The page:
In many catheterization laboratories and intensive care units, oxygen saturation of single blood specimens is measured from the superior vena cava (SVC), right atrium (RA) and pulmonary artery (PA) during right-sided catheterization, but variability of such single measurements in adults with and without intracardiac left-to-right shunting has not been assessed. Oxygen saturation of SVC, RA and PA single blood samples were measured in 1,031 adults (524 men, 507 women, aged 50 ± 13 years [mean ± standard deviation SD]). In the 980 patients without shunting, differences in saturation between SVC and RA, RA and PA and SVC and PA were 3.9 ± 2.4%, 2.3 ± 1.7%, and 4.0 ± 2.5%, respectively, so that the normal limits of variability (mean ± 2 standard deviations) for these saturation differences were 8.7%, 5.7% and 9.0%, respectively. Of the 51 patients with left-to-right shunting, these limits of variability of oxygen saturation correctly identified 46 (90%), and the 5 with shunting whose saturation differences were below these limits had small shunts ( Qp Qs ratios of 1.9 or less). Thus, assessment of oxygen saturation from single blood specimens obtained from the SVC, RA and PA offers excellent sensitivity (more than 90%), specificity (94 to 95%) and predictive accuracy (94% or more) in identifying patients with and without intracardiac left-to-right shunting. The sensitivity of these limits is especially high in patients with large shunts ( Qp Qs of 2 or more).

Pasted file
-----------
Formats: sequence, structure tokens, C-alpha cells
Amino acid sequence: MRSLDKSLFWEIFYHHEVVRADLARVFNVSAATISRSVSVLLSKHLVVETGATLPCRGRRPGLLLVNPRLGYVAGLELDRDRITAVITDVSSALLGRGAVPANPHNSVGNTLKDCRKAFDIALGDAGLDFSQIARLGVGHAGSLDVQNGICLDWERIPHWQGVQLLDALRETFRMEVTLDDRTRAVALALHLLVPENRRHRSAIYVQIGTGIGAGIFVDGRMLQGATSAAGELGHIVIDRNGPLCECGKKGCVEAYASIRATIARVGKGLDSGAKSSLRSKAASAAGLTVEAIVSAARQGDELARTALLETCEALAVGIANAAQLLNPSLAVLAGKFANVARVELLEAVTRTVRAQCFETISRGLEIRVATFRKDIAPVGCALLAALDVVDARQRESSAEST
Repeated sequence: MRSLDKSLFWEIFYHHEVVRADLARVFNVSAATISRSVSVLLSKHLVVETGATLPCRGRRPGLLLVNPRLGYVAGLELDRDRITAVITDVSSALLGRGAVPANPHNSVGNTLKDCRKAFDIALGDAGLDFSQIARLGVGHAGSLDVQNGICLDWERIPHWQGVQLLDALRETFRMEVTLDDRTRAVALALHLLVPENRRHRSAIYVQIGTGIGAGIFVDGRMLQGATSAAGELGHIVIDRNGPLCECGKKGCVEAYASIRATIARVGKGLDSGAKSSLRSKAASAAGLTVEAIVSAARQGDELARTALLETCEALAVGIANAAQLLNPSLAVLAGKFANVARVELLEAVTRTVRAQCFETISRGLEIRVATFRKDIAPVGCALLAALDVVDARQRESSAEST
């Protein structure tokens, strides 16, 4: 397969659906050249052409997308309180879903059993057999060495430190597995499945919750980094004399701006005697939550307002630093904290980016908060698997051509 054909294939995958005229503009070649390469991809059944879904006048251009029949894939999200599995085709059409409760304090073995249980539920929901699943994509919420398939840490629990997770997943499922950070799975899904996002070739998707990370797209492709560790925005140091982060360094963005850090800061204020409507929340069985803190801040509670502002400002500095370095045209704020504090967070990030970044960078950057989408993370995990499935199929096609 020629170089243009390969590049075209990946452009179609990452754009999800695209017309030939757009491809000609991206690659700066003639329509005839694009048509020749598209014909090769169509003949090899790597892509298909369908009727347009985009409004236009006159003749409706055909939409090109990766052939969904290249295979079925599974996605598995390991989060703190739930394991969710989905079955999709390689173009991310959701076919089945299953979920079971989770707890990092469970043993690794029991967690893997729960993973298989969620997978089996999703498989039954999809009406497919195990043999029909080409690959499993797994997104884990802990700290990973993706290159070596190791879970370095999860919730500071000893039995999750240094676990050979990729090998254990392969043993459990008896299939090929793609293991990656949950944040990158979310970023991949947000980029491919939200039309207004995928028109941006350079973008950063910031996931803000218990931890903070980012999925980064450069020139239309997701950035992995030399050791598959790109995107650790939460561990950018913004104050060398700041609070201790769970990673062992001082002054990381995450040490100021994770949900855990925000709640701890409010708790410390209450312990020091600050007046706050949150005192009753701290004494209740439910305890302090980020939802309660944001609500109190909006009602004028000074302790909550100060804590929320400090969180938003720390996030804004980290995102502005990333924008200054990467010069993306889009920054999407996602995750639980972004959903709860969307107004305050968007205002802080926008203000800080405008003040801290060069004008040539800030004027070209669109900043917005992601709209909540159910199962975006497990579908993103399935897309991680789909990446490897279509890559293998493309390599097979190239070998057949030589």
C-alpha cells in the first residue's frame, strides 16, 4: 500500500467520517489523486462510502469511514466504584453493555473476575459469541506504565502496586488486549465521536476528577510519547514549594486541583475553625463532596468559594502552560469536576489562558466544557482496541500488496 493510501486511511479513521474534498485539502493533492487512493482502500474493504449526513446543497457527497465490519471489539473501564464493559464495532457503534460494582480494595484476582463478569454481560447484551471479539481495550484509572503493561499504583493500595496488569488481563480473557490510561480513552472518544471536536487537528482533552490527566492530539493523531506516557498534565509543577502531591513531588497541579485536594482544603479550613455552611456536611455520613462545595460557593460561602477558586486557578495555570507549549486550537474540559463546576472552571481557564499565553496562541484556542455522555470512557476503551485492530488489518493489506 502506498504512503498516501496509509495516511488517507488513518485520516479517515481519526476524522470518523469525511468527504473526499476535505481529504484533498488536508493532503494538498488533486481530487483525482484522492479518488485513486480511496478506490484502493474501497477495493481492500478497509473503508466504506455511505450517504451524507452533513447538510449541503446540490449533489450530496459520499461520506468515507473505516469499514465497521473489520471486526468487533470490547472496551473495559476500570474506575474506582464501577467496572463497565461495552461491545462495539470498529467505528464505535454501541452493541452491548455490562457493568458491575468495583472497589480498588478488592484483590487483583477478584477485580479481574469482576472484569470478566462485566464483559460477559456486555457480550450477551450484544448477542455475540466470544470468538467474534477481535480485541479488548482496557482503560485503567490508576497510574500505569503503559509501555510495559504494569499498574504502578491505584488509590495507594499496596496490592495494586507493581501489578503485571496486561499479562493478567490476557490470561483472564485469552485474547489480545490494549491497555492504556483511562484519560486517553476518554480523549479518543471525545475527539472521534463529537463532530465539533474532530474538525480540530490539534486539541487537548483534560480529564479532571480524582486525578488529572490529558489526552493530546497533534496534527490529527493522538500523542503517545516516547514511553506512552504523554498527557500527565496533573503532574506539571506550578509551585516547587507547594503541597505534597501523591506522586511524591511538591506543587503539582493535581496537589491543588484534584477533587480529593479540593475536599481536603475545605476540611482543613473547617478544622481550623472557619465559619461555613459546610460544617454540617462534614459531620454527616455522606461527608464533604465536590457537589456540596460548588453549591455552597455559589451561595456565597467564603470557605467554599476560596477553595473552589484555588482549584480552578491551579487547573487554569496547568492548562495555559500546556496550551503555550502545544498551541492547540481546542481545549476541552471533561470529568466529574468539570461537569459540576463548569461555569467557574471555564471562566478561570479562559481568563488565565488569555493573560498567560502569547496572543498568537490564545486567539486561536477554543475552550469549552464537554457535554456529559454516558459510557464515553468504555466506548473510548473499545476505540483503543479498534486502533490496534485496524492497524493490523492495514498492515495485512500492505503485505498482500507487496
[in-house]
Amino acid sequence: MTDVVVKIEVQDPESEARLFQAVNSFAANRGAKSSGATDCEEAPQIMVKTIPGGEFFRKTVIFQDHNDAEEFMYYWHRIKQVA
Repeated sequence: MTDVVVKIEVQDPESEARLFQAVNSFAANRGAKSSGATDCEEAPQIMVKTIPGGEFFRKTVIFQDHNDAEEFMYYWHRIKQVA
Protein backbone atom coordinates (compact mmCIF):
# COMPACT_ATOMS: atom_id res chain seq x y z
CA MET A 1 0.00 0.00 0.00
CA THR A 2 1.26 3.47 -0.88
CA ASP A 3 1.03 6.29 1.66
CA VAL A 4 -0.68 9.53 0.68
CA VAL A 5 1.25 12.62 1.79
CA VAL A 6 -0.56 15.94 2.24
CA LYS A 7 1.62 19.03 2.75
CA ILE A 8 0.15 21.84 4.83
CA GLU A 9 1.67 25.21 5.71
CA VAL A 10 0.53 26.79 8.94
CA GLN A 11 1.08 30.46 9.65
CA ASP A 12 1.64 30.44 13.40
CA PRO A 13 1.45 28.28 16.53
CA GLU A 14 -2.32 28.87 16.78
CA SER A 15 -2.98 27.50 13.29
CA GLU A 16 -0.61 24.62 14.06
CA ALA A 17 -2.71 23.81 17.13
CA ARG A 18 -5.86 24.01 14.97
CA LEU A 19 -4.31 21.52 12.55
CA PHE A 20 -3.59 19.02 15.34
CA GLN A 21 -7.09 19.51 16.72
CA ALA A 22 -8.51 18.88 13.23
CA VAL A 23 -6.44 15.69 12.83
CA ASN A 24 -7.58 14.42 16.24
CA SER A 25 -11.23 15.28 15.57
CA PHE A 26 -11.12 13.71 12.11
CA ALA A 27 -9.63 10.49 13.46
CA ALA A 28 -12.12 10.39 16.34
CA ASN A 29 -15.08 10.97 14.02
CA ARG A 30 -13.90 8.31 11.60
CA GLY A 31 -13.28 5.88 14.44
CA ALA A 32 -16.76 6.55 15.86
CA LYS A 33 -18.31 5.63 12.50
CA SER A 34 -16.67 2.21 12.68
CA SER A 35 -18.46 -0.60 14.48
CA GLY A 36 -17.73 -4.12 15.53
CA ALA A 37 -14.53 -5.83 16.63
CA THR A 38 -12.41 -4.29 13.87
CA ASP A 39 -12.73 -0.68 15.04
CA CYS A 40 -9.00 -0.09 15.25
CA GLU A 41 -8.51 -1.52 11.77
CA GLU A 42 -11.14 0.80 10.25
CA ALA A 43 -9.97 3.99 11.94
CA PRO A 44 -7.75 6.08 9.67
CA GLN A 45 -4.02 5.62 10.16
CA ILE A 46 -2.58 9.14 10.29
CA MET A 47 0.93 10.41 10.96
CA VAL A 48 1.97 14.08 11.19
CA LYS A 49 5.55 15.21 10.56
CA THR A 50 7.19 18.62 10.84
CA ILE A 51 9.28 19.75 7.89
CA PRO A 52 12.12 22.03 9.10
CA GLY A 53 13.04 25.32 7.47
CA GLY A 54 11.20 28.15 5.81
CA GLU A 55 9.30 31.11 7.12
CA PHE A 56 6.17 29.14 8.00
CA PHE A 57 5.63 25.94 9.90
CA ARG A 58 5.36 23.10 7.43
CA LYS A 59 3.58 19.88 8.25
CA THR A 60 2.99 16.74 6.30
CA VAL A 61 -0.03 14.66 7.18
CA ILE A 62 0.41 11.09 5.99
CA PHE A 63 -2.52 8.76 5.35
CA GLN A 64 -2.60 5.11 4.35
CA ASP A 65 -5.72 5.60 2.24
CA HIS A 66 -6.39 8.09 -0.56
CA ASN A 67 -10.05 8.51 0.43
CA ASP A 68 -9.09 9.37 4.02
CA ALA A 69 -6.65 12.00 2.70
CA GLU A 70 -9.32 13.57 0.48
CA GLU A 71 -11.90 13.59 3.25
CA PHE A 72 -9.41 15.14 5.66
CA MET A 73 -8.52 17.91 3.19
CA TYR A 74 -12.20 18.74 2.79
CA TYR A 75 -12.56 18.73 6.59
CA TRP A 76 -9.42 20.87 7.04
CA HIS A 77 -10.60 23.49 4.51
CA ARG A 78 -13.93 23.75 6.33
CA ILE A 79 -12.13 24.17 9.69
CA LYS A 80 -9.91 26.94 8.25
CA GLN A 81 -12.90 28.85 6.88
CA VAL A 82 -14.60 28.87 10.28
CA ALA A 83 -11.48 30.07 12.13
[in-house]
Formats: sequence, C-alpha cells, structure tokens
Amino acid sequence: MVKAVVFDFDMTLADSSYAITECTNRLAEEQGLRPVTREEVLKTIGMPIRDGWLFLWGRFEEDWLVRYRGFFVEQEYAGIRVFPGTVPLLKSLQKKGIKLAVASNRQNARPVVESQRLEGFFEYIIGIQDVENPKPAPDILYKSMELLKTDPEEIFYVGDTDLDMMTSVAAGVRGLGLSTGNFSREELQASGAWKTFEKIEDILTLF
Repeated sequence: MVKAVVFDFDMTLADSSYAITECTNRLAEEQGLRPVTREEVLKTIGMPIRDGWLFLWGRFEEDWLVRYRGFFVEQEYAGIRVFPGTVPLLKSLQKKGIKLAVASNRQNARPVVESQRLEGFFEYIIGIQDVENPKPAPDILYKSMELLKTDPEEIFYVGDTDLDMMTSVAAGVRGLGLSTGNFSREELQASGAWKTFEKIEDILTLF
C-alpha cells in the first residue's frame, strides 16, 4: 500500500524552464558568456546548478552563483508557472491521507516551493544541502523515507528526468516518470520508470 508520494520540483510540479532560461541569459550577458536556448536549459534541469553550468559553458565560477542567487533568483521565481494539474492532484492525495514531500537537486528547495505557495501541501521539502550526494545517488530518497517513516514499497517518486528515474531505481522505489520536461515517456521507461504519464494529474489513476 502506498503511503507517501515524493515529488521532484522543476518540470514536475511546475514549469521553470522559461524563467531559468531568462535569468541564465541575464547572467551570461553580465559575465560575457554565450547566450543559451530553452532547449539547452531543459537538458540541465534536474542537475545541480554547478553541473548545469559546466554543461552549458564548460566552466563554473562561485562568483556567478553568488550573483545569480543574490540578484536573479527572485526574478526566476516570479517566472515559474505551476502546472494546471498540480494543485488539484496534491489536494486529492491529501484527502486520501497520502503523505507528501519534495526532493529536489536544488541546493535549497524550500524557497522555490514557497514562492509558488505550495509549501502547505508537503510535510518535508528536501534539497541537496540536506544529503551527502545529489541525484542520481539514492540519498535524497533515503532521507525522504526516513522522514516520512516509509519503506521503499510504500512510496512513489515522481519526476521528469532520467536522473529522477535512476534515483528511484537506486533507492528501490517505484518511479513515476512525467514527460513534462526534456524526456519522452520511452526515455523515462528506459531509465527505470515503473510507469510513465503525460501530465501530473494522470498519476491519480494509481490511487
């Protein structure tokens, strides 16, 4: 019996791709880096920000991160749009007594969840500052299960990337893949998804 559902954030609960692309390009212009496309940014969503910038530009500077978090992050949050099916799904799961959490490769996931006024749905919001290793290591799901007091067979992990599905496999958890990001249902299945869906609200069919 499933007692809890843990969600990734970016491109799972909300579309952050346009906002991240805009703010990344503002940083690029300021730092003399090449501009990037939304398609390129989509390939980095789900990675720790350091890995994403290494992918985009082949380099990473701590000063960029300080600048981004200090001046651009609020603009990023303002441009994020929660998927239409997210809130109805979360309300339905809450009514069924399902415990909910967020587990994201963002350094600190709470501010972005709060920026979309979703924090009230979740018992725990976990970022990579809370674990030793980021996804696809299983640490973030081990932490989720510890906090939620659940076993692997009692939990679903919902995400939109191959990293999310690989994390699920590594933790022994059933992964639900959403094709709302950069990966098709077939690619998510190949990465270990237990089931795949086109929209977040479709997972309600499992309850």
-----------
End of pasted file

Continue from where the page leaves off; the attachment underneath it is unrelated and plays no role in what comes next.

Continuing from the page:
ASJC Scopus subject areas
- Cardiology and Cardiovascular Medicine